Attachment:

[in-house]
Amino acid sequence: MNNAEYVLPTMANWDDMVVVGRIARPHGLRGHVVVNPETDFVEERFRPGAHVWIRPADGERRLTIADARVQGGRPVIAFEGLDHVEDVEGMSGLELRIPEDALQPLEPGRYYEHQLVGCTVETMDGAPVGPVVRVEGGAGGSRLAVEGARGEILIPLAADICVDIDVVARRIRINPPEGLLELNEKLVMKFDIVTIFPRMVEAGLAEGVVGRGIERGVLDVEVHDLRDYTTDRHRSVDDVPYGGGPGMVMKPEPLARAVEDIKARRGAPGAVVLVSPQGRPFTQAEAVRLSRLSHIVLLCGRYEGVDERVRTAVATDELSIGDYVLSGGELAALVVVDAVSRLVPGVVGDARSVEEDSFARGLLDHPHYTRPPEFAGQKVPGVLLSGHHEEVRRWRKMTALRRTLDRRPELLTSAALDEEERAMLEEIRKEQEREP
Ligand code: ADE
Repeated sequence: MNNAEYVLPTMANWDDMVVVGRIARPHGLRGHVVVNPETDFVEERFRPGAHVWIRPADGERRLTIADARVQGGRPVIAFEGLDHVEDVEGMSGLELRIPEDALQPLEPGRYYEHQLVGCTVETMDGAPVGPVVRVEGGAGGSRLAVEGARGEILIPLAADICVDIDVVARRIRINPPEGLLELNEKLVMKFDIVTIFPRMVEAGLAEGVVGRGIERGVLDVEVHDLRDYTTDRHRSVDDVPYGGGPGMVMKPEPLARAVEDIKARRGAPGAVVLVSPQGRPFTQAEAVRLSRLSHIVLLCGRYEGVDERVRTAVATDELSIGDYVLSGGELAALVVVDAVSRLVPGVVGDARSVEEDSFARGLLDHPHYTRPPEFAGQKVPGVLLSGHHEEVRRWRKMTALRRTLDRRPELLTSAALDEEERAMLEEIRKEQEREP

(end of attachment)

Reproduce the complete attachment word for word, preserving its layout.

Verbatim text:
[in-house]
Amino acid sequence: MNNAEYVLPTMANWDDMVVVGRIARPHGLRGHVVVNPETDFVEERFRPGAHVWIRPADGERRLTIADARVQGGRPVIAFEGLDHVEDVEGMSGLELRIPEDALQPLEPGRYYEHQLVGCTVETMDGAPVGPVVRVEGGAGGSRLAVEGARGEILIPLAADICVDIDVVARRIRINPPEGLLELNEKLVMKFDIVTIFPRMVEAGLAEGVVGRGIERGVLDVEVHDLRDYTTDRHRSVDDVPYGGGPGMVMKPEPLARAVEDIKARRGAPGAVVLVSPQGRPFTQAEAVRLSRLSHIVLLCGRYEGVDERVRTAVATDELSIGDYVLSGGELAALVVVDAVSRLVPGVVGDARSVEEDSFARGLLDHPHYTRPPEFAGQKVPGVLLSGHHEEVRRWRKMTALRRTLDRRPELLTSAALDEEERAMLEEIRKEQEREP
Ligand code: ADE
Repeated sequence: MNNAEYVLPTMANWDDMVVVGRIARPHGLRGHVVVNPETDFVEERFRPGAHVWIRPADGERRLTIADARVQGGRPVIAFEGLDHVEDVEGMSGLELRIPEDALQPLEPGRYYEHQLVGCTVETMDGAPVGPVVRVEGGAGGSRLAVEGARGEILIPLAADICVDIDVVARRIRINPPEGLLELNEKLVMKFDIVTIFPRMVEAGLAEGVVGRGIERGVLDVEVHDLRDYTTDRHRSVDDVPYGGGPGMVMKPEPLARAVEDIKARRGAPGAVVLVSPQGRPFTQAEAVRLSRLSHIVLLCGRYEGVDERVRTAVATDELSIGDYVLSGGELAALVVVDAVSRLVPGVVGDARSVEEDSFARGLLDHPHYTRPPEFAGQKVPGVLLSGHHEEVRRWRKMTALRRTLDRRPELLTSAALDEEERAMLEEIRKEQEREP